Photos: Los Angeles' First Bike Share Is Officially Open
This has been a long time in the coming. While other cities across the country were opening bike share systems left and right, those tasked with bringing bike share to Los Angeles were held back by a litany of bureaucratic technicalities.* Today, however, Metro and the city of Los Angeles jointly unveiled the first bike-share system in the entire country to be fully integrated with a regional transportation system.
While today marks the official "opening" of the bike-share system, you can't quite just waltz up to one of the downtown kiosks, swipe your credit card and pedal happily away. Until August 1, the system is operating in a sort-of trial mode, letting those who purchase a monthly or yearly pass to use the bicycles. At the start of August, the system will open also for single-use payments—swipe your card and ride your bike.
As it stands, the fare system is honestly confusing unless you take a few minutes to wrap your head around its structure. Single rides less than 30 minutes (the sort available starting August 1) will run $3.50 each. Each additional 30 minutes will also be an extra $3.50. Monthly passes are $20 for unlimited 30 minute or less bike rides around L.A., adding an extra $1.75 per ride that lasts longer than 30 minutes. Yearly "flex" passes run $40, and will reduce the price of a less-than 30 minute ride to $1.75, with the same $1.75 charge per half hour. Basically, if you are going to use the bikes just a couple of times a month, just pay $3.50 each ride. If you'll use it regularly, get the monthly pass. If you're going to use it sometimes, but not always, get the "flex" pass."
It's probably fair to assume that this is just Metro's introductory fare scheme, and that it will change in time as more stations open up around the city.
Metro has also developed an app for iPhone and Android devices that will let you purchase a pass right from your phone, as well as locate stations and bicycles around the city (just downtown for now).
At around noon on Thursday, a few hundred people reported to the Grand Park lawn in front of City Hall. In order to ceremoniously inaugurate Los Angeles' first bike share system, event planners chose to let Angelenos themselves be the ones to ride the bicycles from the park to their stations located throughout downtown Los Angeles. A mariachi band serenaded the spectators waiting for the public officials to give their words of blessing.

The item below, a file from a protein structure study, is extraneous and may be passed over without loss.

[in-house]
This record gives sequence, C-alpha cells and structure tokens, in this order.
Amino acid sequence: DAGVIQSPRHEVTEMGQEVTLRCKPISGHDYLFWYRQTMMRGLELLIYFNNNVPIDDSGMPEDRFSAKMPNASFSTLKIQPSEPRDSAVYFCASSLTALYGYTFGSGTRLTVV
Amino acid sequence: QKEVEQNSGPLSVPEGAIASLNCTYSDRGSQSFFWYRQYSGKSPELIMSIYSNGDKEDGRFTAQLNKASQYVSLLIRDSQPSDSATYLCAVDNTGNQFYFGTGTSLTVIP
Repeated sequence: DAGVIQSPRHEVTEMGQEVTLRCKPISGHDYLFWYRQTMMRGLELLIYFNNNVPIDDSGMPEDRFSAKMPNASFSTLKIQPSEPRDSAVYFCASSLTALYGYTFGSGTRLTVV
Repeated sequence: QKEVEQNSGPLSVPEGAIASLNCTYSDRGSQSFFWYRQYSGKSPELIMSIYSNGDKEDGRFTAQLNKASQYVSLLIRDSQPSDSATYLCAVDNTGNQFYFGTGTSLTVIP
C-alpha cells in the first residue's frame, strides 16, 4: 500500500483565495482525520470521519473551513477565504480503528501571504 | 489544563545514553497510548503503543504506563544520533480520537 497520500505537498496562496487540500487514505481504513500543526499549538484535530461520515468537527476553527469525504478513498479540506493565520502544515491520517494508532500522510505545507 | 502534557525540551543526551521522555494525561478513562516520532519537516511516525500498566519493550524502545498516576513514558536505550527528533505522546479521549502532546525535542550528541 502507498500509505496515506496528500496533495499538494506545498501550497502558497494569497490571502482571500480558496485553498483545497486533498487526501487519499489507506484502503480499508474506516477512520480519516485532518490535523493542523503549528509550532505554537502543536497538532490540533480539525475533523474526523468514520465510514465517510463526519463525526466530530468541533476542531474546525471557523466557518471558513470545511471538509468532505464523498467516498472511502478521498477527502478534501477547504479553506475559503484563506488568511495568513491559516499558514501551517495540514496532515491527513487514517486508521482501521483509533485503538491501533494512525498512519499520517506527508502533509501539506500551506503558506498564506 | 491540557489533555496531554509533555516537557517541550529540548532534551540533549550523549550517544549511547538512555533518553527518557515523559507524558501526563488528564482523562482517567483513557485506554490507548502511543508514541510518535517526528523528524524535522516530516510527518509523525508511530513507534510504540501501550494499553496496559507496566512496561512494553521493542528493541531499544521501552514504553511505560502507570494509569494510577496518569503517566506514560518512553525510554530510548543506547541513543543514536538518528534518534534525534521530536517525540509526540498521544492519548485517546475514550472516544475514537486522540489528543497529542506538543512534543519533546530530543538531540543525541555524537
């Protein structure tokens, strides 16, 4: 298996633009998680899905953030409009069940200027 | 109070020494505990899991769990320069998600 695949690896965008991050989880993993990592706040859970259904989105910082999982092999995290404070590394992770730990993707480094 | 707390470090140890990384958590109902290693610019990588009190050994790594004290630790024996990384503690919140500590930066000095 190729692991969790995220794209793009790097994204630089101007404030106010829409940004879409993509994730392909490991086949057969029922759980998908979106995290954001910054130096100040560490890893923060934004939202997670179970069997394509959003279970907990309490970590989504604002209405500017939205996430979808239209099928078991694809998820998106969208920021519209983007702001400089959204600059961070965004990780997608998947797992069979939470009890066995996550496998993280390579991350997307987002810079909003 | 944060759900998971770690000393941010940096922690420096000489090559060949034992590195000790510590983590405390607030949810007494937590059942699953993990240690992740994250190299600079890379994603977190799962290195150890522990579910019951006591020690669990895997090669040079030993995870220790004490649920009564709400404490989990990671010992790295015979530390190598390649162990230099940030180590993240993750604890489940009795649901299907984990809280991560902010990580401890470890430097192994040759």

Eventually, Metro Board Chair John Fasana offered his welcome to everyone, happily exclaiming that the day was an exciting one that marked the inauguration of a bike share system that would eventually spread across Los Angeles. Neighborhoods like Huntington Park, North Hollywood, Burbank, Pasadena, East Los Angeles and Hollywood are all on the list of districts to receive bike-share in the near future.
Los Angles Department of Transportation General Manager Seleta Reynolds remarked that the L.A. bike share system is the first in the country to be fully integrated with a regional transportation system. The bicycles are official Metro vehicles, and can be undocked with your TAP card provided you have loaded a Metro Bike Share Pass onto your TAP.
And, of course, Mayor Eric Garcetti offered a few choice words about the rising multi-modal future of Los Angeles. "I'm a big fan of William Mulholland's words from the opening of the California Aqueduct. Of the water, he said 'there it is, take it.' Well, here they are. Use them," Garcetti said while gesturing to the sea of Metro-branded bicycles.
A few minutes later, hundreds of people on bicycles took to the streets of downtown Los Angeles, making their way from Grand Park to wherever their bicycle was supposed to go.
The bikes themselves are heavy machines, but generous gearing options means you can pedal lightly and move right along without a problem whatsoever. The weight actually lends itself to a sturdy, very comfortable ride. The brakes are strong and responsive, and the bicycle itself proves to be quite nimble while threading through downtown streets. The seat height is easily adjustable, and the seat itself quite plush.
Of course, while riding south along Grand Avenue, the bike-share bikers were confronted with several signs ordaining "Bike Lane Closed." The first segment was for a film shoot of some sort. The second was for construction. This is still Los Angeles after all. Maybe one day, we'll get all the way there.
*L.A. almost managed to build a bike-share system back in 2012 when then Mayor Villariagiosa announced a partnership between L.A. and "Bike Nation," a private company. That proposal died, however, after it got caught by an advertising contract between the city and advertising CBS Outdoor, where Los Angeles had promised the company ad rights on "street-furniture" until 2021. Apparently bike kiosks are considered street-furniture.